We are less than two weeks into a new year, and we have already had reports of young lawyers getting into major difficulties. Both are reported in Legal Futures . The first follows a familiar pattern. The solicitor in question had failed to obtain adequate After the Event Insurance. This meant that, when a matter was discontinued, the client or the firm would have been responsible for the other side’s costs. She tried to cover up the error by created forged insurance schedules in the hope that the insurers would not ask any questions. She then fabricated attendance notes to try and support the cover up.
It is no great surprise then that she has been struck off the roll for dishonesty.
This is becoming alarmingly repetitive. Yet again, a career is brought to a tragic end because concealment seems preferable to honesty. I am beginning to sound like a broken record but the message for solicitors is clear – not only is honesty the better option, it is the only option. The discomfort of a confession is far less painful than the end of your career.
But the sheer number of such cases does raise an equally disturbing issue. Why are these lawyers so afraid to admit a mistake? Is there such a culture of fear across the legal profession?
This is partly demonstrated in the second report.
Another young lawyer was found to have lied to a client and her employer about the progress of a matter. The Solicitors Disciplinary Tribunal found that one cause of her conduct was her firm’s attitude towards billing targets. She was a clinical negligence lawyer who acted for victims. Those cases can be complex, drawn out and heavily dependent on expert evidence. The solicitor was under heavy pressure from the firm to meet a billing target. She had received a letter from the firm requiring her to record 137 hours in 19 days to make a supposed deficit. The letter went on –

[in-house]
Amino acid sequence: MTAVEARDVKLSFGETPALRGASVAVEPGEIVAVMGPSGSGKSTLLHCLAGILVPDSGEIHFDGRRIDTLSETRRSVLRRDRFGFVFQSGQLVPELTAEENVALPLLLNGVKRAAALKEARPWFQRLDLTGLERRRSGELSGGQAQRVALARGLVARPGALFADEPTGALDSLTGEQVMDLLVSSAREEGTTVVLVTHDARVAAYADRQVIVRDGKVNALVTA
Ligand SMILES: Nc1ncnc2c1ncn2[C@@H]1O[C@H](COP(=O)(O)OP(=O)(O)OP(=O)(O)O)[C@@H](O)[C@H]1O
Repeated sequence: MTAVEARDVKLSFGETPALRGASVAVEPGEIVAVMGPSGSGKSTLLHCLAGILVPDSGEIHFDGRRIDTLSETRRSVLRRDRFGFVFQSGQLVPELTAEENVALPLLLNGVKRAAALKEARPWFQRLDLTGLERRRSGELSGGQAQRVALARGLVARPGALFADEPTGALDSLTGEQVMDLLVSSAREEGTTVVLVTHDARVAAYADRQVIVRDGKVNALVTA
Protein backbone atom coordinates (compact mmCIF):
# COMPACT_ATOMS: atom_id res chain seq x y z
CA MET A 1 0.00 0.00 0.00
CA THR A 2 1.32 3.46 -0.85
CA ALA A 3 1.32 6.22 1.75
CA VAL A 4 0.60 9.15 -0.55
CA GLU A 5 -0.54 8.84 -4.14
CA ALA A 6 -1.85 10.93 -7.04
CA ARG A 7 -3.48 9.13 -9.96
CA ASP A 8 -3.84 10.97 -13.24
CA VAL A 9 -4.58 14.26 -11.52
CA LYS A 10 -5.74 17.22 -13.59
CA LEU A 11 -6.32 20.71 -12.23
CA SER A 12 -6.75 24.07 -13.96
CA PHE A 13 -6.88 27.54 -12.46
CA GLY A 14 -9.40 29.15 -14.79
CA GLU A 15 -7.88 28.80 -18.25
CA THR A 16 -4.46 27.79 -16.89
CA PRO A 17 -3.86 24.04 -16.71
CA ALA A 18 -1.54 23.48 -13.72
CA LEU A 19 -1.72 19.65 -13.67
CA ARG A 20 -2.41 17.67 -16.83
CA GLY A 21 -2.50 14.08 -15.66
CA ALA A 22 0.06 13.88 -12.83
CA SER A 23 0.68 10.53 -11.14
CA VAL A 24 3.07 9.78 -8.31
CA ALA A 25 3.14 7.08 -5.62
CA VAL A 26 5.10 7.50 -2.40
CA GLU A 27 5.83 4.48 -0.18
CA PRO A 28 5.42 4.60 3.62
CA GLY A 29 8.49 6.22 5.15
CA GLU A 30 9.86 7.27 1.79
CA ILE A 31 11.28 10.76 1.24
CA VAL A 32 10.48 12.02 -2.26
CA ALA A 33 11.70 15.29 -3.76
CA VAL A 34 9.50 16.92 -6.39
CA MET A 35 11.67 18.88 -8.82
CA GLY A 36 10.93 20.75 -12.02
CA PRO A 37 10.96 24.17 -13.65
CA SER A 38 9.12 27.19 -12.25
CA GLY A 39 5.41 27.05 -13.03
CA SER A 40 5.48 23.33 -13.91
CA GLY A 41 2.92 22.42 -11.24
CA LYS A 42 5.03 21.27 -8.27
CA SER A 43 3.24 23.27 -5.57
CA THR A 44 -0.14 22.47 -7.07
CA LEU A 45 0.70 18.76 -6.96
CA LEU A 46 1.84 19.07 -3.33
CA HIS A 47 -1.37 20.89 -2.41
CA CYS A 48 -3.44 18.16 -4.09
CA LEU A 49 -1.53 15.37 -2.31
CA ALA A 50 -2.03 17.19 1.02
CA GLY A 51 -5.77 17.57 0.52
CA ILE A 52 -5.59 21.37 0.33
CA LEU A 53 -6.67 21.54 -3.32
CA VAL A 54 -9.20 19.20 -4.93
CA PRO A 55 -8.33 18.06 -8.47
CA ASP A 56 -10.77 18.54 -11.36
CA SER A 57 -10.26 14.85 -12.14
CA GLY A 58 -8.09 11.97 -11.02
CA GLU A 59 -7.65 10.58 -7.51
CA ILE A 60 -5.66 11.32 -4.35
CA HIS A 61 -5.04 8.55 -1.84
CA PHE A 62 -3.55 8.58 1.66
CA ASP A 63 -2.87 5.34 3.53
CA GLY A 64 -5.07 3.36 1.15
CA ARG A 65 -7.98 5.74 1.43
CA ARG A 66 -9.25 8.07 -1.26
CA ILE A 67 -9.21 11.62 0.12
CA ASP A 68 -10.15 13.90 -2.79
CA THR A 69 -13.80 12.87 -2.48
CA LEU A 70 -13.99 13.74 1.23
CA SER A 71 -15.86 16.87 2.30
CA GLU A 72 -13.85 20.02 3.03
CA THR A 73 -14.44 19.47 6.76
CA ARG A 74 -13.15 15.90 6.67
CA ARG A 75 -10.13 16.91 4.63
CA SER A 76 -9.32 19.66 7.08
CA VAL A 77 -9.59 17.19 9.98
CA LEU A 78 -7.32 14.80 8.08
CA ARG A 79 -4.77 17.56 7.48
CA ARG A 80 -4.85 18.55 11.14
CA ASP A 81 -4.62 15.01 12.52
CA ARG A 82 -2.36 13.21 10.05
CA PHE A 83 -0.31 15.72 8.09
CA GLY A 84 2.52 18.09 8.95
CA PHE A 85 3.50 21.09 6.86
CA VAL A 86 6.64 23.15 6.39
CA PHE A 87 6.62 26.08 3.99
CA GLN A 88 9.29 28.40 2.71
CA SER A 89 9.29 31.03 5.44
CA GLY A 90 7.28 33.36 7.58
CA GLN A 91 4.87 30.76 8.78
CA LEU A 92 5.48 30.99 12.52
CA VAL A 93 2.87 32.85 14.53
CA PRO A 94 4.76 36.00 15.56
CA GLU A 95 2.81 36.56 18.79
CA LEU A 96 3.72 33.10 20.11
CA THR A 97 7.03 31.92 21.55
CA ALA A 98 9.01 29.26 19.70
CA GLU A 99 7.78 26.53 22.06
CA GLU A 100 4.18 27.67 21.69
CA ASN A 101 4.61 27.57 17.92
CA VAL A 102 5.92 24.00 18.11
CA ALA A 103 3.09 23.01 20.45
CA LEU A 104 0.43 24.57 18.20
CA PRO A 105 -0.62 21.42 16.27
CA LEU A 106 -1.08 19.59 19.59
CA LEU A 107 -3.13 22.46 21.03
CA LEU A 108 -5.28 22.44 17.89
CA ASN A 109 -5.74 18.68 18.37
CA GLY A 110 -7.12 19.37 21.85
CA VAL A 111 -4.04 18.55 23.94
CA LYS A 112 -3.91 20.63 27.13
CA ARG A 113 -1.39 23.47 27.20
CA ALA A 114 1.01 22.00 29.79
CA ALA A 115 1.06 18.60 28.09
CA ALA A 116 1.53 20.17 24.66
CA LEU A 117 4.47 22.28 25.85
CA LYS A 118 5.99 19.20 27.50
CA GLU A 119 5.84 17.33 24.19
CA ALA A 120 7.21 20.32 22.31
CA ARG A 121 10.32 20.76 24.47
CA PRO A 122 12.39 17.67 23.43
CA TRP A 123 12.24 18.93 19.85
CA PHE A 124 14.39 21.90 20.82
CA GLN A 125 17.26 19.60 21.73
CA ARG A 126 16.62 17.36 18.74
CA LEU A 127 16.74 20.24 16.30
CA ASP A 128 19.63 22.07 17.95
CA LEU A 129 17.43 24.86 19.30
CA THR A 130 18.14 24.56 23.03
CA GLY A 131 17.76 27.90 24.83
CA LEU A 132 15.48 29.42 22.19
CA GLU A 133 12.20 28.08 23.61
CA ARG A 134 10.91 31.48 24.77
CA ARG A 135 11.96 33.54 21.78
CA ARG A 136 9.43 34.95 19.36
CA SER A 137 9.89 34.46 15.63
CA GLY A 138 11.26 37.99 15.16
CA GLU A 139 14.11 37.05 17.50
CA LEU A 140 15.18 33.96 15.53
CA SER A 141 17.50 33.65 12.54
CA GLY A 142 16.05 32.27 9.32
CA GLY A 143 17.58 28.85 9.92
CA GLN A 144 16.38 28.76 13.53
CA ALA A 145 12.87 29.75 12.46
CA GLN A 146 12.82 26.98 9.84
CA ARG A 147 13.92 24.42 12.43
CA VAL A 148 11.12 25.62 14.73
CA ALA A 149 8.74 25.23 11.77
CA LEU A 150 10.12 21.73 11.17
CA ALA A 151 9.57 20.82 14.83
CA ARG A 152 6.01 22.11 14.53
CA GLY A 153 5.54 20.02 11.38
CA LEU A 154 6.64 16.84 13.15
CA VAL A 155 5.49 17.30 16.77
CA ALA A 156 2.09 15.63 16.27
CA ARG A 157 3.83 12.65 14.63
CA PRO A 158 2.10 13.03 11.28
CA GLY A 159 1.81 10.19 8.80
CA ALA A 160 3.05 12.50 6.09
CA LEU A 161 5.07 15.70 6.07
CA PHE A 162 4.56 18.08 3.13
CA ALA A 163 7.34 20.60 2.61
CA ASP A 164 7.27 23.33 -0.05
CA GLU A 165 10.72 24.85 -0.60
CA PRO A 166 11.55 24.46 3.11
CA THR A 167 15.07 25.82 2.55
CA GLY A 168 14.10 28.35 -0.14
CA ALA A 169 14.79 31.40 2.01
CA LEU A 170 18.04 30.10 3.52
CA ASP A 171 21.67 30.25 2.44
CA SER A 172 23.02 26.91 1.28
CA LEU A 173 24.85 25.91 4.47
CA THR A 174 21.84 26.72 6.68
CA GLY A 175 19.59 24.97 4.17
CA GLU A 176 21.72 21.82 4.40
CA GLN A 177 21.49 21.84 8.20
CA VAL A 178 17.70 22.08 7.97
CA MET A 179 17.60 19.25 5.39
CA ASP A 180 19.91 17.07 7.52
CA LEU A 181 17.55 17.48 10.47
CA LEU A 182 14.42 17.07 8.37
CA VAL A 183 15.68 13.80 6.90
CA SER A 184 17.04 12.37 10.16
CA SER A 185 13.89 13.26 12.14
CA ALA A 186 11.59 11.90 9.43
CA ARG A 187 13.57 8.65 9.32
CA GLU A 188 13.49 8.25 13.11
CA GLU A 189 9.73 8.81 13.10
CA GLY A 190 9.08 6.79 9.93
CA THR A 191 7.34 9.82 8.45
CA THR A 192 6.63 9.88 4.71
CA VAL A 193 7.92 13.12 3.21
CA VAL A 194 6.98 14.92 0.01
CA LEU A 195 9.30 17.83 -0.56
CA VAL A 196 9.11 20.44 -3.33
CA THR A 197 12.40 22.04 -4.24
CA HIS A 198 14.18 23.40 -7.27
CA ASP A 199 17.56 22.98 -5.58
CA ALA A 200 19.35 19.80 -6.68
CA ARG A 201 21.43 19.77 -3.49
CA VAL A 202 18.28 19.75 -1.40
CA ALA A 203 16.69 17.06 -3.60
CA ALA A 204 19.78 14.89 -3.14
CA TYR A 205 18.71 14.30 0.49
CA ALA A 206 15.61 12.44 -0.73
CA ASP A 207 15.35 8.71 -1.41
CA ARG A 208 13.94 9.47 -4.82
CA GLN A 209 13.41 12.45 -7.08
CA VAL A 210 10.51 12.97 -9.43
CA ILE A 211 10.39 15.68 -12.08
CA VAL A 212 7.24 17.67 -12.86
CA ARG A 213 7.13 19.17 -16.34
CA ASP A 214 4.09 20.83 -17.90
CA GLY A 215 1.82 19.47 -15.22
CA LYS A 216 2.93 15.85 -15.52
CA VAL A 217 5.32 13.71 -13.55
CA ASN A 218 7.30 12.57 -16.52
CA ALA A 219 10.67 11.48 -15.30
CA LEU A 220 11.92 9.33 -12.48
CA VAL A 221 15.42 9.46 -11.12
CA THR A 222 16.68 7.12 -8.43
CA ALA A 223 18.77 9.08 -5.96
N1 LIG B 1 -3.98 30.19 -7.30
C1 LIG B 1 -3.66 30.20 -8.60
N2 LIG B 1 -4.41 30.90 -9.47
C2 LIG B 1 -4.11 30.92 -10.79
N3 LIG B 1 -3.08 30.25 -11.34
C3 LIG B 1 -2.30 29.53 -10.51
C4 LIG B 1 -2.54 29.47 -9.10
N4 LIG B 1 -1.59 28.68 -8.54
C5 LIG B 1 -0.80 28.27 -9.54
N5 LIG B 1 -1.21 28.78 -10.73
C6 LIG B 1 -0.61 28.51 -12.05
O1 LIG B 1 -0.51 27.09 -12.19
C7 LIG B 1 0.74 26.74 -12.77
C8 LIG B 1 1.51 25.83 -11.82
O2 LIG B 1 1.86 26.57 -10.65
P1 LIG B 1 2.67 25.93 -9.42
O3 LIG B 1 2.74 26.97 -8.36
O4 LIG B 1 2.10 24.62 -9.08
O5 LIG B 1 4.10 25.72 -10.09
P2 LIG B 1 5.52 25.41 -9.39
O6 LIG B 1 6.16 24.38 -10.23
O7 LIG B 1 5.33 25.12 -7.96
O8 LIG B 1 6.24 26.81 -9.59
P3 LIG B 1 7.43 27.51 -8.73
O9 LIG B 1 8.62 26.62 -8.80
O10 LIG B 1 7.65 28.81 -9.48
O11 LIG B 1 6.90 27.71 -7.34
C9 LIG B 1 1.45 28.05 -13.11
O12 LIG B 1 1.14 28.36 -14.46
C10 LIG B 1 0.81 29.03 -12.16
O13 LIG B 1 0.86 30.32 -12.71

“Please therefore by return of email let me know your plans on how you are going to resolve that deficit before the deadline. I am assuming that you will be working each and every weekend and long hours during the week to ensure that the required target is reached.’
The lawyer in question was suffering from mental health issues. She later misled her employers, a client and backdated letters. The tribunal criticised the firm for placing her undue pressure. Her health issues made her more vulnerable to a negative reaction to the letter. The firm should have been alerted to the warning signs of her illness. The firm carried a significant portion of the blame and had not supported its employee. She was suspended for two years – but such suspension was itself suspended for three years.
Anyone who has managed a law firm is aware of the need to ensure that cases are turned over quickly and efficiently. Managers are likely to be under similar pressures – from partners, banks, creditors… There are many ways in which this can be addressed. Supervision and support are crucial. If a solicitor is falling behind a target there might be any number of reasons – too many cases, an unrealistic target, illness (as in this case), lack of support. There can never be any excuse for managers to bully their lawyers in order to improve performance. Members of a team need to know that there is someone that they can speak to if they are struggling. That someone is not there to judge but to guide and support.
Many of these cases that we are seeing involve a young lawyers desperately trying, and failing, to sort out a crisis on their own. Why are they working in such isolation in the first place?
I think that the agenda is shifting here. I used to emphasise the importance of lawyers not being afraid to speak up if there is an issue. The message is now well and truly one for managers. Can my lawyers speak to me without being ‘terrified’ of the reaction? What support do I offer?
Aggressive treatment of staff is always counterproductive.
We are likely to see more cases where firms find themselves under scrutiny. Most firms do care for their staff. Clearly others do not. And this has to change.
Steve Cornforth is a solicitor who owns the Steve Cornforth Consultancy providing Management Support, Compliance Advice and Training for Lawyers and Law Firms.